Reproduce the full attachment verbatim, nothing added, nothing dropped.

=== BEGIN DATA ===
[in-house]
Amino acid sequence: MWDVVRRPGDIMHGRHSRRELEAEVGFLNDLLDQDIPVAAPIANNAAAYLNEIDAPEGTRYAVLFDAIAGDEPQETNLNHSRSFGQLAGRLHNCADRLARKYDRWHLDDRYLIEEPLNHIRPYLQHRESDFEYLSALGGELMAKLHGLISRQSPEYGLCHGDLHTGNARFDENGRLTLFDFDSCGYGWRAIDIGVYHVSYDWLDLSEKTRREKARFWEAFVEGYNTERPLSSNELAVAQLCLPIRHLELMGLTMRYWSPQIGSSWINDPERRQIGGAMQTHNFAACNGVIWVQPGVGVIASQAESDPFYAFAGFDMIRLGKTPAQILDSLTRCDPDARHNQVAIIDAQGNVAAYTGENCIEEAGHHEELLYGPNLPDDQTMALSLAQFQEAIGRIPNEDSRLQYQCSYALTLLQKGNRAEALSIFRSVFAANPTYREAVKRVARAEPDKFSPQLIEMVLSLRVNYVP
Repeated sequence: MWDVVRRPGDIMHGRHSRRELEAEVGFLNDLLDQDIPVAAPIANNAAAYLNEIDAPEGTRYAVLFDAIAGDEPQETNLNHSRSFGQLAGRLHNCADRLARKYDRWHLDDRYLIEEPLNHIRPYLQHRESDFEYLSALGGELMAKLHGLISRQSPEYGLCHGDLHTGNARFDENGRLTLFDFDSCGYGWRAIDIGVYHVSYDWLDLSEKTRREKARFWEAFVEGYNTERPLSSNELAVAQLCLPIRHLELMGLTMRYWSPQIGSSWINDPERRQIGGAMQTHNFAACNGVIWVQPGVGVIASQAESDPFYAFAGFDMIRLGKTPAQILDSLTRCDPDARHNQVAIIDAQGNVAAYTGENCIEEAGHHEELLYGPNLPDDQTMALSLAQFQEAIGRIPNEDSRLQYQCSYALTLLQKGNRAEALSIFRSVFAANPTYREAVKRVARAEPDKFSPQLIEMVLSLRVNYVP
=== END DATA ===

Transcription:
[in-house]
Amino acid sequence: MWDVVRRPGDIMHGRHSRRELEAEVGFLNDLLDQDIPVAAPIANNAAAYLNEIDAPEGTRYAVLFDAIAGDEPQETNLNHSRSFGQLAGRLHNCADRLARKYDRWHLDDRYLIEEPLNHIRPYLQHRESDFEYLSALGGELMAKLHGLISRQSPEYGLCHGDLHTGNARFDENGRLTLFDFDSCGYGWRAIDIGVYHVSYDWLDLSEKTRREKARFWEAFVEGYNTERPLSSNELAVAQLCLPIRHLELMGLTMRYWSPQIGSSWINDPERRQIGGAMQTHNFAACNGVIWVQPGVGVIASQAESDPFYAFAGFDMIRLGKTPAQILDSLTRCDPDARHNQVAIIDAQGNVAAYTGENCIEEAGHHEELLYGPNLPDDQTMALSLAQFQEAIGRIPNEDSRLQYQCSYALTLLQKGNRAEALSIFRSVFAANPTYREAVKRVARAEPDKFSPQLIEMVLSLRVNYVP
Repeated sequence: MWDVVRRPGDIMHGRHSRRELEAEVGFLNDLLDQDIPVAAPIANNAAAYLNEIDAPEGTRYAVLFDAIAGDEPQETNLNHSRSFGQLAGRLHNCADRLARKYDRWHLDDRYLIEEPLNHIRPYLQHRESDFEYLSALGGELMAKLHGLISRQSPEYGLCHGDLHTGNARFDENGRLTLFDFDSCGYGWRAIDIGVYHVSYDWLDLSEKTRREKARFWEAFVEGYNTERPLSSNELAVAQLCLPIRHLELMGLTMRYWSPQIGSSWINDPERRQIGGAMQTHNFAACNGVIWVQPGVGVIASQAESDPFYAFAGFDMIRLGKTPAQILDSLTRCDPDARHNQVAIIDAQGNVAAYTGENCIEEAGHHEELLYGPNLPDDQTMALSLAQFQEAIGRIPNEDSRLQYQCSYALTLLQKGNRAEALSIFRSVFAANPTYREAVKRVARAEPDKFSPQLIEMVLSLRVNYVP